Life in the Courtyard …

The view above is from my balcony overlooking the courtyard formed by four adjacent buildings in my apartment complex. It’s normally a fairly quiet and serene place, interrupted by the daily (and nightly) comings and goings of neighbors and their dogs, because it is, in fact, kind of the doggy toilet.

It’s okay. Everyone is good about picking up their dog’s poop in the handy complex-provided green plastic bags and depositing it in the garbage cans, which are–thankfully–away from my vantage point, sight- and sniff-wise. I sit out on my balcony and read a lot … so much so that I view that space as an extra room on my apartment and only once or twice have I ever stopped and wondered, “What’s that smell?” and realized, It was, in fact, doggie pee.

I sometimes feel like I’m one of the only apartment-dwellers in the complex who doesn’t have a dog. I’m not exactly a dog person, to be honest. I’m more of a cat person and had them for years, but sadly I found out I’m allergic to them. (That explains how I developed asthma so late in life.) While I was “fine” for many years scooping out litter boxes with my handy-dandy pooper-scooper, I never enjoyed it and the thought of picking up a freshly-manufactured doggy doo-doo even with the protection of a thin shield of plastic between me hand and said dooky kind of churns my stomach. A smart, independent, “go away human,” cat would be much more my speed, pet-wise. There is a little cat who lives in one of the apartments on the ground floor of the building opposite me. For a while I thought he (or she) was a feral cat, since this complex has had a problem with them in the past, especially in the parking garage. (I still see tiny cat paw prints on my windshield from time to time). One day I walked by the corner apartment and saw him sitting forlornly behind the glass sliding door to his patio, waiting patiently to be let loose on the world. He—let’s call him “he” for now, okay? Gender specificity is a little easier to type—is very playful, bounding back and forth between buildings, chasing insects and the occasional smaller bird, and just having a good old time. I was incredibly relieved to see him safely imprisoned inside, since he’s too cute to be running wild all the time.

But this little grey and white kitty isn’t the only courtyard show. No, not by far. Each weekend, I’m treated to an opera-like performance. There’s an older man who has a cute little Yorkie and he brings it out, usually on Sundays, to water it. That’s right … water it. He gets out a garden hose, turns on the water and the dog runs in and out of the stream, trying to bite the water, barking out its merry little heart.

Sounds cute, doesn’t it? It is … the first time you see it. But for such a tiny little dog, he has a giant bark, one that literally sounds like that word: BARK, BARK, BARK, BARK, BARK. After about 10 minutes or so of the water chase, the man takes his little fur-baby and towels him off on one of the benches seen in the above photo. Then he proceeds to roll up the hose, disconnect it from the faucet and put it away. And every time—EVERY. FUCKING. TIME—the dog takes this moment to plan its Great Escape and gets out of Dodge. Yep, this little dog goes on walkabout, causing its owner to roam around the complex loudly clapping his hands and calling the dog’s name in a usually futile effort to find him. Oh, he eventually does after much looking; the dog always shows up. But I can never figure out why he doesn’t put it on a leash once the dog is done cavorting in the water and toweled down, so, you know, he doesn’t have to use NORAD or send up a flare to find it each and every time. Add to that his annoyingly loud voice, which features a bit of a Southern twang, calling the dog’s name repeatedly and you have something that’s almost worthy of summer stock theater. We’re not in Kansas anymore, Toto, if I can borrow that hoary old movie cliche.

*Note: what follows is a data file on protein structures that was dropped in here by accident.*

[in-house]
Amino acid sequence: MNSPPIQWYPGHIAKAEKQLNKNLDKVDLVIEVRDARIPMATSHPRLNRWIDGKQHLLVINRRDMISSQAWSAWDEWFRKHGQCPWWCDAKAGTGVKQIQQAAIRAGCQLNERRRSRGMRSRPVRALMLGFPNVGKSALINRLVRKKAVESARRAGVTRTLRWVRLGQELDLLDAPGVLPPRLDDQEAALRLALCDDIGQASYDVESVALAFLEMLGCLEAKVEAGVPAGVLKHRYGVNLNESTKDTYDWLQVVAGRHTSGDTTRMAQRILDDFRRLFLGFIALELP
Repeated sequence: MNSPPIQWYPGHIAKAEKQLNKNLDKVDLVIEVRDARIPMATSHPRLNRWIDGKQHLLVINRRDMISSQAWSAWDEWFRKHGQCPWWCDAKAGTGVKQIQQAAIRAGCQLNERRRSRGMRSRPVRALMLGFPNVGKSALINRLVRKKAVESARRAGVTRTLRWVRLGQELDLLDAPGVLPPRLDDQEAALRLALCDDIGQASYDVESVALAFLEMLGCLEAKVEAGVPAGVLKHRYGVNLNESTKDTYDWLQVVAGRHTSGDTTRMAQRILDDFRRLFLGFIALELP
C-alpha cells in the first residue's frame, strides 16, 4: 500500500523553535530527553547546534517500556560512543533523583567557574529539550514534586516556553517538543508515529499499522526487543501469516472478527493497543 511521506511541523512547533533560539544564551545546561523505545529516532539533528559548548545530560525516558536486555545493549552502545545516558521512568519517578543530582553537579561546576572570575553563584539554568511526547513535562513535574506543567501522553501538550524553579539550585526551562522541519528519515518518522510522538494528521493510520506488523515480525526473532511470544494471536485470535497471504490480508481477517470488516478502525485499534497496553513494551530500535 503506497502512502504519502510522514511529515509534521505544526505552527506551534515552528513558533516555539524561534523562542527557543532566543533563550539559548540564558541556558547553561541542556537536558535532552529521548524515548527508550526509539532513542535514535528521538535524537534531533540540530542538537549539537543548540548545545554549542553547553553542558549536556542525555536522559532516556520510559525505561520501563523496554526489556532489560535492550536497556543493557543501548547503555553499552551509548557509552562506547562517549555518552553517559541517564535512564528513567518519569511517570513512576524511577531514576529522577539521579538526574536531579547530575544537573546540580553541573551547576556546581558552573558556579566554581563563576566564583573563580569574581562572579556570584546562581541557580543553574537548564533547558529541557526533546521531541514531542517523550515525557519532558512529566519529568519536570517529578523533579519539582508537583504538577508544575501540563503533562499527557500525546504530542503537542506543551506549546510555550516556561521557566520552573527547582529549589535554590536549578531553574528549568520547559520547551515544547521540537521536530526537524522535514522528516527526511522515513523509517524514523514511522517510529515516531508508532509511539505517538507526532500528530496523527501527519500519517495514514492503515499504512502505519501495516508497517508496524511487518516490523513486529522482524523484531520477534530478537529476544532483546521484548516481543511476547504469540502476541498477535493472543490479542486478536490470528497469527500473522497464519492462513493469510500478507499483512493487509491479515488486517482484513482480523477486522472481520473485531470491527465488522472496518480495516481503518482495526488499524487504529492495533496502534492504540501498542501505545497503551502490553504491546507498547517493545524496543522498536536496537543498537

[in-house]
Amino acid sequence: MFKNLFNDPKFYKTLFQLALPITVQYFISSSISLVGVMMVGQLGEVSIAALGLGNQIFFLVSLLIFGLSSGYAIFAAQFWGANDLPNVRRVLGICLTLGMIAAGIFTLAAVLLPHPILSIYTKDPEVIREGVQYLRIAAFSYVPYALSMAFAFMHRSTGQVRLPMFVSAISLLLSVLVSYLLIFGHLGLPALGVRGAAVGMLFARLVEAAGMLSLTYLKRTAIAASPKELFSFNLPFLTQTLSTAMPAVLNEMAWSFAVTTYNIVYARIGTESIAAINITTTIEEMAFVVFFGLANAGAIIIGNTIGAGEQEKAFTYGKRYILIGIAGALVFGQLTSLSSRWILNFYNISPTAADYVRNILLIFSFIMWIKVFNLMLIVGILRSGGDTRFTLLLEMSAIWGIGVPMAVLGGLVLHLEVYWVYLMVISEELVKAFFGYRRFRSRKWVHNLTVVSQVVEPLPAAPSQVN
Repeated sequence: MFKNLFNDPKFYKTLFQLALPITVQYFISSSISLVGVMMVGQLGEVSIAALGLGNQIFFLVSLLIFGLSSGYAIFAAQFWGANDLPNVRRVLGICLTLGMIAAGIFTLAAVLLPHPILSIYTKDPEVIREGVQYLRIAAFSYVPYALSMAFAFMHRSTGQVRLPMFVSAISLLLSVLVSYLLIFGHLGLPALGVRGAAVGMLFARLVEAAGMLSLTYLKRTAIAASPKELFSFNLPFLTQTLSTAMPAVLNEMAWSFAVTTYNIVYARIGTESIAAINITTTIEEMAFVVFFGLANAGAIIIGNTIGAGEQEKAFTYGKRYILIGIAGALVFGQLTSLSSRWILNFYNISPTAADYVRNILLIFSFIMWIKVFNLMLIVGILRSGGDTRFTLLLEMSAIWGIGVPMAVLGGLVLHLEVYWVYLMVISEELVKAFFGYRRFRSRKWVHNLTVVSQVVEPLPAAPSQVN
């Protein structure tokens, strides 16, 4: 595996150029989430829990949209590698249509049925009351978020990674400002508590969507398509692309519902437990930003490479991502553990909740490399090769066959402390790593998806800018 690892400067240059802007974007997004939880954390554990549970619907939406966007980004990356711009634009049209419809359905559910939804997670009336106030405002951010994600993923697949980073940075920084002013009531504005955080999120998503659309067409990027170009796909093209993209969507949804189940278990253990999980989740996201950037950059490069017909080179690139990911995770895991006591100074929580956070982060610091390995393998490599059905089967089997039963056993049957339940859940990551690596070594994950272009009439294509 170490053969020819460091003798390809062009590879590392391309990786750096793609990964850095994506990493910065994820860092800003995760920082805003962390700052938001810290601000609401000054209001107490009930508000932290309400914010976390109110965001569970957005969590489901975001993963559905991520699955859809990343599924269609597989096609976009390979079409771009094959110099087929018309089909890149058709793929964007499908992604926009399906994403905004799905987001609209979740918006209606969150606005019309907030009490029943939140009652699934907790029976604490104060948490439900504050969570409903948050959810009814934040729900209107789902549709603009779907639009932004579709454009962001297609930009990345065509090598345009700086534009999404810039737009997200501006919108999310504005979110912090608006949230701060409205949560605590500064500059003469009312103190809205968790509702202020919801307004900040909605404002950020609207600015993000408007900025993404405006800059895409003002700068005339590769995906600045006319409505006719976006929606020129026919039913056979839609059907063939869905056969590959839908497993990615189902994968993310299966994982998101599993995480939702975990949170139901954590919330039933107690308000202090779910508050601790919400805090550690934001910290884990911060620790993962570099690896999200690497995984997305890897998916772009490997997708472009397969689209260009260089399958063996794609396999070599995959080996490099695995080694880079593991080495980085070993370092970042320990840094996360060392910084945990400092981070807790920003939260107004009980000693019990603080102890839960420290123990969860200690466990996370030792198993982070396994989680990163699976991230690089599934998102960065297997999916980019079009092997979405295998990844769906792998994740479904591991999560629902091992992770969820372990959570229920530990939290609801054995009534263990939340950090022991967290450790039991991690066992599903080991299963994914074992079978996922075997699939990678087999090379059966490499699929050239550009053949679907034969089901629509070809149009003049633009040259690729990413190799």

I occasionally have friends over (occasionally I have friends) and we sit on the balcony and I provide a quiet, running play-by-play of this weekly scene, one I have become so inured to that it’s almost comical. They get a kick out of it; I suppose I do, too, but it’s real simple: Dude, put your fucking dog on a leash (like just about everyone else does, even the guy who wears the “Hilary Clinton killed my friends” T-shirt) and you won’t have to play hide and seek every weekend and risk it getting smooshed in the parking lot next door behind the building. This dog is a real escape artist … I would have named him Houdini.

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